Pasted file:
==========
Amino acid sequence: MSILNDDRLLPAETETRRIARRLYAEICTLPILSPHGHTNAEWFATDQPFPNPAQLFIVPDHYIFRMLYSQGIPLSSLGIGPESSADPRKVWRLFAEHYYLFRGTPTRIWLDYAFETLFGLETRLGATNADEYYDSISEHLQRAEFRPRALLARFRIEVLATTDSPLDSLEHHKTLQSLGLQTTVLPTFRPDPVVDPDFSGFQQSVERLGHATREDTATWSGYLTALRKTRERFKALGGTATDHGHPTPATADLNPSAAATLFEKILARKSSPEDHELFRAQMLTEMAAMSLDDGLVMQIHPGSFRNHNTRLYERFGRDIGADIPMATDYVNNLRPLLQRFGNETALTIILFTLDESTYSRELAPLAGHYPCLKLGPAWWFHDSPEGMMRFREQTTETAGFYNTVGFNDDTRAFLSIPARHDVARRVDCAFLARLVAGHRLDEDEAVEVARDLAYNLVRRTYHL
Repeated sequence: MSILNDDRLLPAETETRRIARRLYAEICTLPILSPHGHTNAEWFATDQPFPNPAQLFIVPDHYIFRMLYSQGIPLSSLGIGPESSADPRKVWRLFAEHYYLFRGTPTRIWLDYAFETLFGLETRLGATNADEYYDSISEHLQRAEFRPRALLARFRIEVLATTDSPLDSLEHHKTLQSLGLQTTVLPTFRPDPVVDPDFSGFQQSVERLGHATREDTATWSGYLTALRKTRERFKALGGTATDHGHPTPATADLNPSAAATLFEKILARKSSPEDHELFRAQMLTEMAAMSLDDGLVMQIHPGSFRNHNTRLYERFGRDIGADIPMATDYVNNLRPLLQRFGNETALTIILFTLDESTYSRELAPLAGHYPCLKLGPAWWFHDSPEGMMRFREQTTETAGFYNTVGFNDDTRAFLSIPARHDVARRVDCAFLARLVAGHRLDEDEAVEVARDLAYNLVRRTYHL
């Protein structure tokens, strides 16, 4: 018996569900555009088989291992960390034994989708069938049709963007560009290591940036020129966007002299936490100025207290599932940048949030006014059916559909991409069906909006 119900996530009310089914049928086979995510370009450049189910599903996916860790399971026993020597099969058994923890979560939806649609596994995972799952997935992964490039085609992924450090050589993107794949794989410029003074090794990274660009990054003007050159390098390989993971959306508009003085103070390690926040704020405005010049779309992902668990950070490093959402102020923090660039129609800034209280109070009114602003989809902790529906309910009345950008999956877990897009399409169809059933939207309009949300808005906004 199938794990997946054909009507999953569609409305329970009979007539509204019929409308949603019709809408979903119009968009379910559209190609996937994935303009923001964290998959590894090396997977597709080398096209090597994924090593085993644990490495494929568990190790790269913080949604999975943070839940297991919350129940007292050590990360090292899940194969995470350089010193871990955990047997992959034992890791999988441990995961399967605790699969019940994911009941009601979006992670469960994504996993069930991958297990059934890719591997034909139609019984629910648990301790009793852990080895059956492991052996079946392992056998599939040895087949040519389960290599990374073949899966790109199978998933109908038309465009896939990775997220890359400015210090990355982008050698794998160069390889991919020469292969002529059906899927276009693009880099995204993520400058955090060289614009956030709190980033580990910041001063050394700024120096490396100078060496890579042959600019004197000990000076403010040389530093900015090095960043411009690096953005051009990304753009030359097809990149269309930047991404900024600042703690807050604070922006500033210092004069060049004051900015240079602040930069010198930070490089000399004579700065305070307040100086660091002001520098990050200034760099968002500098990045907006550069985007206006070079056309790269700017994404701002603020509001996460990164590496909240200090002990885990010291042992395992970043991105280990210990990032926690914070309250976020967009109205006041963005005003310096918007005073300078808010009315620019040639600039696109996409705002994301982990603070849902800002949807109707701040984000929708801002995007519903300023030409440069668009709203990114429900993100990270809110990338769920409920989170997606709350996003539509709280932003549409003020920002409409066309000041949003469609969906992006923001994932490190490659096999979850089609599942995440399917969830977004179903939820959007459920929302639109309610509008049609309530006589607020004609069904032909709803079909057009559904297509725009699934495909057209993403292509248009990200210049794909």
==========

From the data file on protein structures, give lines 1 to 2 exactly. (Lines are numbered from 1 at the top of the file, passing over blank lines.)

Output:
Amino acid sequence: MSILNDDRLLPAETETRRIARRLYAEICTLPILSPHGHTNAEWFATDQPFPNPAQLFIVPDHYIFRMLYSQGIPLSSLGIGPESSADPRKVWRLFAEHYYLFRGTPTRIWLDYAFETLFGLETRLGATNADEYYDSISEHLQRAEFRPRALLARFRIEVLATTDSPLDSLEHHKTLQSLGLQTTVLPTFRPDPVVDPDFSGFQQSVERLGHATREDTATWSGYLTALRKTRERFKALGGTATDHGHPTPATADLNPSAAATLFEKILARKSSPEDHELFRAQMLTEMAAMSLDDGLVMQIHPGSFRNHNTRLYERFGRDIGADIPMATDYVNNLRPLLQRFGNETALTIILFTLDESTYSRELAPLAGHYPCLKLGPAWWFHDSPEGMMRFREQTTETAGFYNTVGFNDDTRAFLSIPARHDVARRVDCAFLARLVAGHRLDEDEAVEVARDLAYNLVRRTYHL
Repeated sequence: MSILNDDRLLPAETETRRIARRLYAEICTLPILSPHGHTNAEWFATDQPFPNPAQLFIVPDHYIFRMLYSQGIPLSSLGIGPESSADPRKVWRLFAEHYYLFRGTPTRIWLDYAFETLFGLETRLGATNADEYYDSISEHLQRAEFRPRALLARFRIEVLATTDSPLDSLEHHKTLQSLGLQTTVLPTFRPDPVVDPDFSGFQQSVERLGHATREDTATWSGYLTALRKTRERFKALGGTATDHGHPTPATADLNPSAAATLFEKILARKSSPEDHELFRAQMLTEMAAMSLDDGLVMQIHPGSFRNHNTRLYERFGRDIGADIPMATDYVNNLRPLLQRFGNETALTIILFTLDESTYSRELAPLAGHYPCLKLGPAWWFHDSPEGMMRFREQTTETAGFYNTVGFNDDTRAFLSIPARHDVARRVDCAFLARLVAGHRLDEDEAVEVARDLAYNLVRRTYHL